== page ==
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Autoimmune Thyroiditis secondary to Dysentery?
I was part of the aid response to the earthquake in Haiti. During my time there, I contracted dysentery, with fever, vomiting, diarrhea, and intestinal cramps. This lasted about 36 hours in total, during which I was non-functional and confined to my cot.

Shortly after returning back to the US, my thyroid shut down, and I have had hashimoto's thyroiditis ever since. Have tested positive for both antibodies and high tsh.

Recently wondering if autoimmune disorder can be a long-term complication to this? I never received any treatment for the dysentary other than fluid replacement as the illness seemed to run its course.

Is it possible that my thyroid issues derive from a chronic infection caused by dysentary? Is there a way to test for the possibility that I am still infected with some low level chronic infection?
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649848 tn?1424570775
It's more likely that you had the Hashimoto's before you got the dysentery and just didn't know it.  The dysentery wouldn't "cause" an autoimmune, but it might trigger one that's already present.

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I agree... though not directly anyway. I am looking for the cause of the autoimmune reaction, and I thought perhaps the parasitic organism was causing a low level chronic infection that may be allowing food proteins into the bloodstream in the same manner that I have read of thyroid protein being confused for gluten by the body after it getting into the bloodstream. That would result in thyroiditis secondary to coeliac disease. Wondering if some sort of persistent amoebic or other infection is allowing this same sort of thing to happen to me?

I know it may be a dead end. Thought it couldn't be coincidental that this infection happens immediately prior to dx and onset of hashi symptoms. If you are thinking that the dysentary might trigger an already present hashi, could you elaborate on how that would work?  I have thyroid issues in the female side of my immediate family, and am experiencing it despite being male. Wondering if this is a genetic weakness, the result of eating a shared diet, or the side effect of a chronic infection.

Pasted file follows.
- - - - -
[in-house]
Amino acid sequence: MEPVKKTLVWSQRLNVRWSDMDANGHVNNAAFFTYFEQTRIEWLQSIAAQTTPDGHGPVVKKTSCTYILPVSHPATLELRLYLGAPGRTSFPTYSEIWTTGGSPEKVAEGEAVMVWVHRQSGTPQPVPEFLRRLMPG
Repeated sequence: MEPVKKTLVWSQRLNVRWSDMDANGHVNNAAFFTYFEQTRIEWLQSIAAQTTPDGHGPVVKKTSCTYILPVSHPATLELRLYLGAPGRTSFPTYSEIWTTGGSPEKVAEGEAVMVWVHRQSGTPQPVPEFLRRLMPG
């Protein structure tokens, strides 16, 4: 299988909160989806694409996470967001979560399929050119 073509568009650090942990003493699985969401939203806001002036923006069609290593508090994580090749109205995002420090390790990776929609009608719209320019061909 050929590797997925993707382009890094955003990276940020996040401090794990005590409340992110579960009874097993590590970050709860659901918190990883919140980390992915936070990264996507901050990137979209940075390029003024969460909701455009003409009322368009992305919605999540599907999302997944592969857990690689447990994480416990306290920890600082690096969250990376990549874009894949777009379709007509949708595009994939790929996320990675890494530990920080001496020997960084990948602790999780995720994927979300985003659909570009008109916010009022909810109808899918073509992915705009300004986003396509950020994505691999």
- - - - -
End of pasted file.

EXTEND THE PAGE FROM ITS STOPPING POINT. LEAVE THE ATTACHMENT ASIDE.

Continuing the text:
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649848 tn?1424570775
Autoimmune conditions tend to run in families, though not every member of the family will get the same condition.  

For instance, I have Pernicious Anemia and Hashimoto's; my son has Type I Diabetes and my daughter has Lupus........ all autoimmune, but different conditions.  

Unfortunately, while most thyroid conditions do strike women, they are not specific to a certain gender or age group. The cause of your autoimmune reaction is most likely genetic, since you have thyroid issues in your family.

I'm not exactly sure how it works, but as an example:  My son was 10, when he was diagnosed with Type I diabetes, about a month after he had been treated for strep throat.  The strep didn't "cause" the diabetes, but it somehow triggered it.  Without having had the strep, the diabetes might not have showed up until much later, but he was apparently predisposed.  This all came from the doctors who treated him, for both the strep and the diabetes.

The way it was explained to me, is that the illness (strep, dysentery, etc) weakens the immune system, and the body is busy fighting that, so it can't fight the antibodies.  

There's no real scientific evidence that says thyroid protein if mistaken for gluten.

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